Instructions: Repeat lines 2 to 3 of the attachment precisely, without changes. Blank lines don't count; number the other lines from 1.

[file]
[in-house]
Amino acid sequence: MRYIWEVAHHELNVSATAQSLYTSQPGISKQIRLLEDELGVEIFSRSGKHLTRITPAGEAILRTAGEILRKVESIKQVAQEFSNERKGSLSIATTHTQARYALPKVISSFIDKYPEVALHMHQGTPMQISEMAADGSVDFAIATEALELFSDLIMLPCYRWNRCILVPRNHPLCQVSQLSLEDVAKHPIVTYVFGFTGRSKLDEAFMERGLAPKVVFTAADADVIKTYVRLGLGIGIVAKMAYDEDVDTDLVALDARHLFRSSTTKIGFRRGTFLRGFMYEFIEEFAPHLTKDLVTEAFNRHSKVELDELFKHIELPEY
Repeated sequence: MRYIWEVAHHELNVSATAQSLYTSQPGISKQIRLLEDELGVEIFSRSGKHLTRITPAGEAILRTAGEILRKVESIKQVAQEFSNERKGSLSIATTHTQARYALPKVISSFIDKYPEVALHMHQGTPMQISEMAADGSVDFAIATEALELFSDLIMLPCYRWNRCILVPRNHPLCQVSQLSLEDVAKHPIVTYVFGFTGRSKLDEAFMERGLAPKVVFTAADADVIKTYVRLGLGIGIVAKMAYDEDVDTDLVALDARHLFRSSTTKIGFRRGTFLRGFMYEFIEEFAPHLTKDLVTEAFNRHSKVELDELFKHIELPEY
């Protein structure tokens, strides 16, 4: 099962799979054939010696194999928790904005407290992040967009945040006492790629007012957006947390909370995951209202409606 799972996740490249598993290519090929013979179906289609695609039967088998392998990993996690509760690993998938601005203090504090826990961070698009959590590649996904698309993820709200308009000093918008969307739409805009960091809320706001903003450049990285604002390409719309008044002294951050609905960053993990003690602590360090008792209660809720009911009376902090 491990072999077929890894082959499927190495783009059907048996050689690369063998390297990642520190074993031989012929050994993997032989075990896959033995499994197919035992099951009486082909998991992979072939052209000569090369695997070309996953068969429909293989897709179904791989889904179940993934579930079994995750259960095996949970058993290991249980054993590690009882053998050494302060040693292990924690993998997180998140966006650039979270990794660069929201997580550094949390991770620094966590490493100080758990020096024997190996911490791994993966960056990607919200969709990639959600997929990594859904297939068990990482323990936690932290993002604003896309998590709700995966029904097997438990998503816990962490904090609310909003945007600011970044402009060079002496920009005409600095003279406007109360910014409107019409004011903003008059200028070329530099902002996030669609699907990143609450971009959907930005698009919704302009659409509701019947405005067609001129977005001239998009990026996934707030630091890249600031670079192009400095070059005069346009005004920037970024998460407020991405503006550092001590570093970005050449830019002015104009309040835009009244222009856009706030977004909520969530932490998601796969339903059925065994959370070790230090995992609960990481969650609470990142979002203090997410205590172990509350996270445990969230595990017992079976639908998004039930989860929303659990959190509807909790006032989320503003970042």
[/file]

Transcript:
Amino acid sequence: MRYIWEVAHHELNVSATAQSLYTSQPGISKQIRLLEDELGVEIFSRSGKHLTRITPAGEAILRTAGEILRKVESIKQVAQEFSNERKGSLSIATTHTQARYALPKVISSFIDKYPEVALHMHQGTPMQISEMAADGSVDFAIATEALELFSDLIMLPCYRWNRCILVPRNHPLCQVSQLSLEDVAKHPIVTYVFGFTGRSKLDEAFMERGLAPKVVFTAADADVIKTYVRLGLGIGIVAKMAYDEDVDTDLVALDARHLFRSSTTKIGFRRGTFLRGFMYEFIEEFAPHLTKDLVTEAFNRHSKVELDELFKHIELPEY
Repeated sequence: MRYIWEVAHHELNVSATAQSLYTSQPGISKQIRLLEDELGVEIFSRSGKHLTRITPAGEAILRTAGEILRKVESIKQVAQEFSNERKGSLSIATTHTQARYALPKVISSFIDKYPEVALHMHQGTPMQISEMAADGSVDFAIATEALELFSDLIMLPCYRWNRCILVPRNHPLCQVSQLSLEDVAKHPIVTYVFGFTGRSKLDEAFMERGLAPKVVFTAADADVIKTYVRLGLGIGIVAKMAYDEDVDTDLVALDARHLFRSSTTKIGFRRGTFLRGFMYEFIEEFAPHLTKDLVTEAFNRHSKVELDELFKHIELPEY